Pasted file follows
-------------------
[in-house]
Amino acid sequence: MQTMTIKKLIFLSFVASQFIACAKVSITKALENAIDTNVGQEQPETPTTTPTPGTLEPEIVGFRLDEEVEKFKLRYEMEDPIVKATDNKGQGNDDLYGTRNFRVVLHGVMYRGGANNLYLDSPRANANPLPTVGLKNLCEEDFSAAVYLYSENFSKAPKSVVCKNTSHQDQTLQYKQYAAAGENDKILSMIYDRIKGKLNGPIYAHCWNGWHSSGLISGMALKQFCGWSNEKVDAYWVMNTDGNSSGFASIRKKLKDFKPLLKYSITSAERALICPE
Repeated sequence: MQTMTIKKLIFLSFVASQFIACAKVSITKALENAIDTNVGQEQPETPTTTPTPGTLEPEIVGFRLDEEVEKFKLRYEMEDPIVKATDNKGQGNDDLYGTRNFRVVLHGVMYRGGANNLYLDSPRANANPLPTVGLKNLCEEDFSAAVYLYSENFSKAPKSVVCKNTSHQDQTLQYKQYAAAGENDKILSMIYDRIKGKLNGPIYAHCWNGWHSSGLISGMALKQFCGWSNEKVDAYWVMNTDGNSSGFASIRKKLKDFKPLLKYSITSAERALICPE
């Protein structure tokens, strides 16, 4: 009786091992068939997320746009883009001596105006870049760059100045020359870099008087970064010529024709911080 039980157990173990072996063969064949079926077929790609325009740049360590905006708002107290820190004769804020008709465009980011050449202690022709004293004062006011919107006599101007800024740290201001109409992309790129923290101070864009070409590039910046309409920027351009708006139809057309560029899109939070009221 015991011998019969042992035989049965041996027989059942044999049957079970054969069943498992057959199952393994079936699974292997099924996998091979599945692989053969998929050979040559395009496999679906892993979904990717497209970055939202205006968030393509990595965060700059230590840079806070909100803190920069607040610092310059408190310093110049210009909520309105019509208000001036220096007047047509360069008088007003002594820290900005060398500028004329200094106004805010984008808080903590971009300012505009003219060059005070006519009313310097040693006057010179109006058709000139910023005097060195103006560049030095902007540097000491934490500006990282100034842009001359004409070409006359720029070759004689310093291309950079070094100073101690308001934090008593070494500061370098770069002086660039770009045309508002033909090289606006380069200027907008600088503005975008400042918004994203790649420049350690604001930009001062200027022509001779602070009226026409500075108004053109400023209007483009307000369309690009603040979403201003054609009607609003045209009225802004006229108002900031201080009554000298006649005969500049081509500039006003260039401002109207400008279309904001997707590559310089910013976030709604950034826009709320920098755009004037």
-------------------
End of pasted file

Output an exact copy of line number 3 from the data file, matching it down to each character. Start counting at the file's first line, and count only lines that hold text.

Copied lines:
Repeated sequence: MQTMTIKKLIFLSFVASQFIACAKVSITKALENAIDTNVGQEQPETPTTTPTPGTLEPEIVGFRLDEEVEKFKLRYEMEDPIVKATDNKGQGNDDLYGTRNFRVVLHGVMYRGGANNLYLDSPRANANPLPTVGLKNLCEEDFSAAVYLYSENFSKAPKSVVCKNTSHQDQTLQYKQYAAAGENDKILSMIYDRIKGKLNGPIYAHCWNGWHSSGLISGMALKQFCGWSNEKVDAYWVMNTDGNSSGFASIRKKLKDFKPLLKYSITSAERALICPE